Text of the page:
• FIGS. 1-4 illustrate an embodiment of a fixation device 212′ having a body 228′ and proximal anchor 700′. In this embodiment, the body 228′ comprises a first portion 236′ and a second portion 238′ that are coupled together at a junction 240′ (FIG. 4). In the illustrated embodiment, the first portion 236′ carries the distal anchor 234′ while the second portion 238′ forms the proximal end 230′ of the body 228′. The first and second portions 236′, 238′ are preferably detachably coupled to each other at the junction 240′. In the illustrated embodiment, the first and second portions 236′, 238′ are detachably coupled to each other via interlocking threads. Specifically, as best seen in FIG. 4, the body 228′ includes an inner surface 241′, which defines a central lumen 242′ that preferably extends from the proximal end 230′ to the distal end 232′ throughout the body 228′. At the proximal end of the first portion 236′, the inner surface 241′ includes a first threaded portion 244′. The first threaded portion 244′ is configured to mate with a second threaded portion 246′, which is located on the outer surface 245′ of the second portion 238′. The interlocking annular threads of the first and second threaded portions 244′, 246′ allow the first and second portions 236′, 238′ to be detachably coupled to each other. In some modified embodiments, the orientation of the first and second threaded portions 244′, 246′ can be reversed. That is, the first threaded portion 244′ can be located on the outer surface of the first portion 236′ and the second threaded portion 246′ can be located on the inner surface 241′ at the distal end of the second portion 238′. Any of a variety of other releasable complementary engagement structures may also be used, to allow removal of second portion 238′ following implantation, as is discussed below.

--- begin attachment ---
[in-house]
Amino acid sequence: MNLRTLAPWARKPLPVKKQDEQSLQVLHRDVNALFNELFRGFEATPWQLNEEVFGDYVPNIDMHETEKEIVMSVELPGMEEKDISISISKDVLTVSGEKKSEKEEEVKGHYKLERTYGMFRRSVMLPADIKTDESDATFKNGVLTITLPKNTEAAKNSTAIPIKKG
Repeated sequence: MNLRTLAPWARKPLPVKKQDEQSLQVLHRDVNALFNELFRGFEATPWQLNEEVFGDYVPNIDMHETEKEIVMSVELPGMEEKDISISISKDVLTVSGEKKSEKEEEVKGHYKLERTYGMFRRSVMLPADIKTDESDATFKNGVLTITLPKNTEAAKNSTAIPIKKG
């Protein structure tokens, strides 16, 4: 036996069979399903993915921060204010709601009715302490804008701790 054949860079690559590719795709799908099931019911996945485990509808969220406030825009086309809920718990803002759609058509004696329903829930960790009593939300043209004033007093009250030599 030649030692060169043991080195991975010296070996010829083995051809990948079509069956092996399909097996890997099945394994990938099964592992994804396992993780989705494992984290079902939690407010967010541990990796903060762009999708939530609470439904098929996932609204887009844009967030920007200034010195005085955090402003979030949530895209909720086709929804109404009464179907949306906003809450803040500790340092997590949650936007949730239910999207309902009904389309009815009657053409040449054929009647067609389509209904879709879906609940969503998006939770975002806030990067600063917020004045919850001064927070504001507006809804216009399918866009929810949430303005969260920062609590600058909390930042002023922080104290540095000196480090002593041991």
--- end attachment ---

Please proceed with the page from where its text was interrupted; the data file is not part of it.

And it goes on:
• In a modified arrangement, the second portion 238′ can comprise any of a variety of tensioning elements for permitting proximal tension to be placed on the distal anchor 234′ while the proximal anchor is advanced distally to compress the fracture, fusion site, joint, or bones. For example, any of a variety of tubes or wires can be removably attached to the first portion 236′ and extend proximally to the proximal handpiece. In some such arrangements, the first portion 236′ can include a releasable connector in the form of a latching element, such as an eye or hook. The second portion 238′ can include a complementary releasable connector (e.g., a complementary hook or eye) for engaging the first portion 236′. In this manner, the second portion 238′ can be detachably coupled to the first portion 236′ such that proximal traction can be applied to the first portion 236′ through the second portion as will be explained below. Alternatively, the second portion 238′ may be provided with an eye or hook, or transverse bar, around which or through which a suture or wire may be advanced, both ends of which are retained at the proximal end of the device. Following proximal tension on the tensioning element during the compression step, one end of the suture or wire is released, and the other end may be pulled free of the device. Alternate releasable proximal tensioning structures may be devised by those of skill in the art in view of the disclosure herein.